Lucas School Building

LUCAS -- Lucas Local Schools will have a bond issue on the May primary ballot for the construction of a new K-12 school building.

The 37-year, $27 million bond issue would cover the projected local share for the project, according to estimates from architectural firm Garmann Miller.

The new property tax would be approximately 9 mills, or $9 for every $1,000 of taxable property value, according to the resolution.

The taxable property value is equal to 35 percent of its values as assessed by the county auditor. Thus, the owner of a $100,000 home would pay an estimated additional $315 annually if the issue is approved.

The Lucas School Board passed a resolution to proceed with placing a levy on the ballot in May. Click the PDF above to read the full resolution.

The board of education voted 3-1 this week in favor of a resolution to proceed with the ballot measure. Amity Arnold, Wayne Camp and Amy Cutherbertson voted in favor, with Roger Maglott cast the only "no" vote.

Board president Timothy Cooper was absent from the meeting, but said he would have voted in favor of the measure. 

"I would have voted yes. I think it’s time that we put this issue before the voters and let them have their choice," Cooper said. 

Discussions about upgrading the district’s facilities began in 2018. The school board solicited bids from architects, who examined the district’s physical facilities and education programs in detail to create a capital improvements plan for the district. 

The board awarded the contract to Garmann Miller in November 2018. However, the high cost of renovations led board members and some residents to question whether it would be worth it to replace the buildings instead.

A facilities task force group made up of Lucas community members formed in November 2019 and began considering options, then made an official recommendation to the board of education. The group recommended the construction of a new K-12 facility on the 45-acre parcel owned by the district.

After years of committee meetings and public feedback, Cooper said it feels good to move forward with the process.

"I think we have talked about this issue for quite some time now, a couple years at least and I think we’ve got to the point now where the board feels comfortable to ask the voters to approve the levy," he said. 

“We as a board have done our due diligence and have really taken our time and we’ve involved numerous committees, we’ve involved the public, and I think it's now time for them to move Lucas forward.”

If the ballot measure passes, Lucas will be eligible for additional funds from the Ohio Facilities Construction Commission (OFCC), which provides support for the construction and renovation of public K-12 schools.

Supt. Brad Herman told Richland Source last fall that since Lucas already has priority status with the OFCC, the local cost for a new building would actually be less than maintaining the current facilities long-term.

“Once OFCC makes their contribution, it really ends up being a smaller local share to build a brand new K-to-12 building than it does to do anything in between or less than that," he said.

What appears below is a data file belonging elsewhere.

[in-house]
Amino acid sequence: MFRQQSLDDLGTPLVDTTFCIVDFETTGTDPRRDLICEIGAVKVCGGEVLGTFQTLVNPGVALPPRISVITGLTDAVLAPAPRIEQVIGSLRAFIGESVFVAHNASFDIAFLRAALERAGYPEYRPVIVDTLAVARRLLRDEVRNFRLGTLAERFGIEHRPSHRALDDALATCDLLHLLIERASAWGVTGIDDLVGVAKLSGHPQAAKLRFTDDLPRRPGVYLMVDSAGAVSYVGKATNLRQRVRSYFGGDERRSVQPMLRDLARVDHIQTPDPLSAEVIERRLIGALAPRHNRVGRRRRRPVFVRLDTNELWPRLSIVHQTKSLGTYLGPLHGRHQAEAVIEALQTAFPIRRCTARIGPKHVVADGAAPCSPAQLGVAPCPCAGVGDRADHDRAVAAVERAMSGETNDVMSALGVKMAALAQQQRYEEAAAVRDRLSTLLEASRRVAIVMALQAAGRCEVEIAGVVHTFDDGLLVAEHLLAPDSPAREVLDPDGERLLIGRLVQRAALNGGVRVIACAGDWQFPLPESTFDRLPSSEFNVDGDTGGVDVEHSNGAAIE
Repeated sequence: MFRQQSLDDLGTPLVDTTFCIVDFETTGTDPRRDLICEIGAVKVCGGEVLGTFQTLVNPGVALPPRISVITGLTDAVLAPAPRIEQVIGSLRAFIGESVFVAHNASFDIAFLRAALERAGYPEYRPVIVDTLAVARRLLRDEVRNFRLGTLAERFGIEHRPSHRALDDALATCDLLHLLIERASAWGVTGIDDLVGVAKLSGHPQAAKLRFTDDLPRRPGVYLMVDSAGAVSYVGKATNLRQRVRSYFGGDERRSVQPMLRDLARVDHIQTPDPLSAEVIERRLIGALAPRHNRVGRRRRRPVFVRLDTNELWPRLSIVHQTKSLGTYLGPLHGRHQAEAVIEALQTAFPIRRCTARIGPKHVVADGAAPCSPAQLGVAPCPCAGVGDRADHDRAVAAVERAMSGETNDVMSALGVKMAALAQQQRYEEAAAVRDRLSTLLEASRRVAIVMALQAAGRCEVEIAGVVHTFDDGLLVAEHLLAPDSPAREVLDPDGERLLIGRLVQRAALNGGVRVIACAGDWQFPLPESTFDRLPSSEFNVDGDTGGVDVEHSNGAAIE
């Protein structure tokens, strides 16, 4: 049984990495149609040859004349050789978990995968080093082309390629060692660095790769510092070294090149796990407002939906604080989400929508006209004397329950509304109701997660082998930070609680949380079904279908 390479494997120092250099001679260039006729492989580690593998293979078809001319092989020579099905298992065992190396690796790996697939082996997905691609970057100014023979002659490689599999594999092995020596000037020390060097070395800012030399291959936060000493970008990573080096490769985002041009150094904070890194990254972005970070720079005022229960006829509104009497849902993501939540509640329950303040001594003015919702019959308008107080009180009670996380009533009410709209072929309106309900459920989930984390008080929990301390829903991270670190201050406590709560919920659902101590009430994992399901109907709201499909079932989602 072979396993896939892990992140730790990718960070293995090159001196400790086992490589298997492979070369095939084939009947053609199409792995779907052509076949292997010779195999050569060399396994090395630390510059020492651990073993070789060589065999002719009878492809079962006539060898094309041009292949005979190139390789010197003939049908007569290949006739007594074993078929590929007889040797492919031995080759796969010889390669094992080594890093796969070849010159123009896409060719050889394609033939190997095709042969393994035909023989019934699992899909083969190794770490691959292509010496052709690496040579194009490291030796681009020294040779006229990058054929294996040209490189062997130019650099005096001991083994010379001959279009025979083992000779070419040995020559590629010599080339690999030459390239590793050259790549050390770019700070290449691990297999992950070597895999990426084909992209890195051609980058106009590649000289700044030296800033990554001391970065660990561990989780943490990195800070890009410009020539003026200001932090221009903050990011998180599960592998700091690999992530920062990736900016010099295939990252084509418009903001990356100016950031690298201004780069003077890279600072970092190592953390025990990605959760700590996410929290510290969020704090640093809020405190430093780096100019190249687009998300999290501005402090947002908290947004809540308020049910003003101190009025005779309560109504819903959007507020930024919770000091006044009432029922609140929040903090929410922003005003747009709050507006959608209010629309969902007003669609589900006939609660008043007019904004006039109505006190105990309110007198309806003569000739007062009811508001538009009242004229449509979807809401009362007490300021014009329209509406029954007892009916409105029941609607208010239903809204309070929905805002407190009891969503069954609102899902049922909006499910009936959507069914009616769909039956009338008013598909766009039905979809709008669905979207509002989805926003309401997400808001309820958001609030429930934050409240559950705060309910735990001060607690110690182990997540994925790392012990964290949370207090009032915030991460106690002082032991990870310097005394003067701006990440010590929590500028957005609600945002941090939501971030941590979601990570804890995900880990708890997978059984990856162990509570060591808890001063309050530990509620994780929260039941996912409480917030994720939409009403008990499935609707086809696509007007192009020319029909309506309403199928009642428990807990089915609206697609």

In order to be eligible for OFCC funding, the project must follow certain guidelines, which is why Lucas would build one K-12 facility.

"If we're going to do a project with OFCC, they will not co-fund a building with less than, I believe, 350 kids," he explained. "They are not in the business of co-funding multiple buildings with those smaller student populations."

Garmann Miller estimated the cost to maintain Lucas' current facilities long term would be about $31 million. 

On the other hand, the firm predicted a new K-12 facility would cost just over $26 million in local dollars once funding from the state kicks in. 

said he's skeptical of those estimates.

Maglott told Richland Source that he had "gone along" with conversations about a new school building and had even planned to vote for it at one time. But the price tag was ultimately too high. 

“When I found out what it was going to cost the taxpayers, there's just no way," he said. “I don’t think the taxpayers in the township or the school district can afford it. I was getting a lot of flack about putting it on the ballot even.

"I’m not voting for a lifetime debt on my kids," he added. “The way the economy is right now, I just don’t think it's the right time.”

Maglott said he doesn't see a need for a new school facility, especially with the decline in enrollment the district has seen since he attended there in the 1960s. Lucas has an enrollment of more than 500 students, but OFCC projects enrollment will decline slightly in the years to come. 

The original wing of the high school was constructed in 1910 and another portion was built in the 1930s. The current elementary school was built in 1956, with an addition following in 1963. The newest building is the middle school, constructed in 1979. 

"They’re good, sound buildings," he said of the district's current facilities," he said. "The newest building we’ve got, we’ve had more trouble with it than we have with any of the old buildings.”

Herman said the district takes pride in its current buildings and will continue to maintaining them. He said the ballot measure is a way to "put the plan out there" as an option for the community.

"There’s been a lot of time and energy, not only by the board, but by community members, to go into this project," Herman said. "We’ve tried to be very thoughtful with this."

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Staff reporter focused on education and features. Clear Fork alumna. Always looking for a chance to practice my Spanish. You can reach me at katie@richlandsource.com